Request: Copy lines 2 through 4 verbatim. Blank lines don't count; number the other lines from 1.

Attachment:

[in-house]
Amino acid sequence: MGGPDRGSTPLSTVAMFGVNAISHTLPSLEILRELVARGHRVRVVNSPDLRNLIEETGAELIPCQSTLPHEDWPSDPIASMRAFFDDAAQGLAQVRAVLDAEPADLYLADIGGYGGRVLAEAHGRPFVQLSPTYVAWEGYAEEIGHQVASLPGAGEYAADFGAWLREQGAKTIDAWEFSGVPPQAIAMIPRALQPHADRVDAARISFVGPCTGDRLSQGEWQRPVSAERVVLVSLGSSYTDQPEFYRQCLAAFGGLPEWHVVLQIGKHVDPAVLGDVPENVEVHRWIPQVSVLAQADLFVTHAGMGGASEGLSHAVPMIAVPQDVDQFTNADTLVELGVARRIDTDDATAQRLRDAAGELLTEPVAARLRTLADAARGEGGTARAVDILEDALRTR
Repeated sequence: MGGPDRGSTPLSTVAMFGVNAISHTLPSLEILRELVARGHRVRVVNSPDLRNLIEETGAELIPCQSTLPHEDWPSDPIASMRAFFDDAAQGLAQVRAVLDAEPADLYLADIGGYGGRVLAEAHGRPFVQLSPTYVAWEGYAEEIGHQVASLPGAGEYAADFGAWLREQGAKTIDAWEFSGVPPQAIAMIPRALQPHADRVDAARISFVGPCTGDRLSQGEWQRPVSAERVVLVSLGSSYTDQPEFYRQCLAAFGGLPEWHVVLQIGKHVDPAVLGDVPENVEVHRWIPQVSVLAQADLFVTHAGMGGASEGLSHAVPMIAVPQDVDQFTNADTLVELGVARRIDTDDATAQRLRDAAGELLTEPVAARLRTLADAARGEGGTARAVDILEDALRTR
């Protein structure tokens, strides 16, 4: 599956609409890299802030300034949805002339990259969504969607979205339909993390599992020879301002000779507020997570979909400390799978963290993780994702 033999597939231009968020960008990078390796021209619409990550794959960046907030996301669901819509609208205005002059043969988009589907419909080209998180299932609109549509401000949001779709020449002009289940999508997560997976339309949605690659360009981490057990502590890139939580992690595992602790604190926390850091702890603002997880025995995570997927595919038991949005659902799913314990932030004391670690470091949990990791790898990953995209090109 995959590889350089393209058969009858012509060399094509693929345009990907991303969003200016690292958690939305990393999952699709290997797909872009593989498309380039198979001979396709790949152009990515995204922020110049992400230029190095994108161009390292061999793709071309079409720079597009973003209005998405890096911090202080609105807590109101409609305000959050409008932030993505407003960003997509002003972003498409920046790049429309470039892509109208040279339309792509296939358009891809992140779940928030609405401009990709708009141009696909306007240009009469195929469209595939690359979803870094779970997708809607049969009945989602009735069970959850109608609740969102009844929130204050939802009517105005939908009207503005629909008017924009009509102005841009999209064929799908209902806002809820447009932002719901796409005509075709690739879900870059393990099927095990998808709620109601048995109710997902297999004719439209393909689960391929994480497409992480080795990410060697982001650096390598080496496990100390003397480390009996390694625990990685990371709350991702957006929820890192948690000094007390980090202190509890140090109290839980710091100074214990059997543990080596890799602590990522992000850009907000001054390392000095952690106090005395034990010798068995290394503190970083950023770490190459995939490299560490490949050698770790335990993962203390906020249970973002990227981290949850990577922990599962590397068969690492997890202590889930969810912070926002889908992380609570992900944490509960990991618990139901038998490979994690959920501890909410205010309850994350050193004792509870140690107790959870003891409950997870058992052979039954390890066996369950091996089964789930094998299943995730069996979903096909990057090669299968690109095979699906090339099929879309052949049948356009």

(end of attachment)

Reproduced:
Amino acid sequence: MGGPDRGSTPLSTVAMFGVNAISHTLPSLEILRELVARGHRVRVVNSPDLRNLIEETGAELIPCQSTLPHEDWPSDPIASMRAFFDDAAQGLAQVRAVLDAEPADLYLADIGGYGGRVLAEAHGRPFVQLSPTYVAWEGYAEEIGHQVASLPGAGEYAADFGAWLREQGAKTIDAWEFSGVPPQAIAMIPRALQPHADRVDAARISFVGPCTGDRLSQGEWQRPVSAERVVLVSLGSSYTDQPEFYRQCLAAFGGLPEWHVVLQIGKHVDPAVLGDVPENVEVHRWIPQVSVLAQADLFVTHAGMGGASEGLSHAVPMIAVPQDVDQFTNADTLVELGVARRIDTDDATAQRLRDAAGELLTEPVAARLRTLADAARGEGGTARAVDILEDALRTR
Repeated sequence: MGGPDRGSTPLSTVAMFGVNAISHTLPSLEILRELVARGHRVRVVNSPDLRNLIEETGAELIPCQSTLPHEDWPSDPIASMRAFFDDAAQGLAQVRAVLDAEPADLYLADIGGYGGRVLAEAHGRPFVQLSPTYVAWEGYAEEIGHQVASLPGAGEYAADFGAWLREQGAKTIDAWEFSGVPPQAIAMIPRALQPHADRVDAARISFVGPCTGDRLSQGEWQRPVSAERVVLVSLGSSYTDQPEFYRQCLAAFGGLPEWHVVLQIGKHVDPAVLGDVPENVEVHRWIPQVSVLAQADLFVTHAGMGGASEGLSHAVPMIAVPQDVDQFTNADTLVELGVARRIDTDDATAQRLRDAAGELLTEPVAARLRTLADAARGEGGTARAVDILEDALRTR
């Protein structure tokens, strides 16, 4: 599956609409890299802030300034949805002339990259969504969607979205339909993390599992020879301002000779507020997570979909400390799978963290993780994702 033999597939231009968020960008990078390796021209619409990550794959960046907030996301669901819509609208205005002059043969988009589907419909080209998180299932609109549509401000949001779709020449002009289940999508997560997976339309949605690659360009981490057990502590890139939580992690595992602790604190926390850091702890603002997880025995995570997927595919038991949005659902799913314990932030004391670690470091949990990791790898990953995209090109 995959590889350089393209058969009858012509060399094509693929345009990907991303969003200016690292958690939305990393999952699709290997797909872009593989498309380039198979001979396709790949152009990515995204922020110049992400230029190095994108161009390292061999793709071309079409720079597009973003209005998405890096911090202080609105807590109101409609305000959050409008932030993505407003960003997509002003972003498409920046790049429309470039892509109208040279339309792509296939358009891809992140779940928030609405401009990709708009141009696909306007240009009469195929469209595939690359979803870094779970997708809607049969009945989602009735069970959850109608609740969102009844929130204050939802009517105005939908009207503005629909008017924009009509102005841009999209064929799908209902806002809820447009932002719901796409005509075709690739879900870059393990099927095990998808709620109601048995109710997902297999004719439209393909689960391929994480497409992480080795990410060697982001650096390598080496496990100390003397480390009996390694625990990685990371709350991702957006929820890192948690000094007390980090202190509890140090109290839980710091100074214990059997543990080596890799602590990522992000850009907000001054390392000095952690106090005395034990010798068995290394503190970083950023770490190459995939490299560490490949050698770790335990993962203390906020249970973002990227981290949850990577922990599962590397068969690492997890202590889930969810912070926002889908992380609570992900944490509960990991618990139901038998490979994690959920501890909410205010309850994350050193004792509870140690107790959870003891409950997870058992052979039954390890066996369950091996089964789930094998299943995730069996979903096909990057090669299968690109095979699906090339099929879309052949049948356009």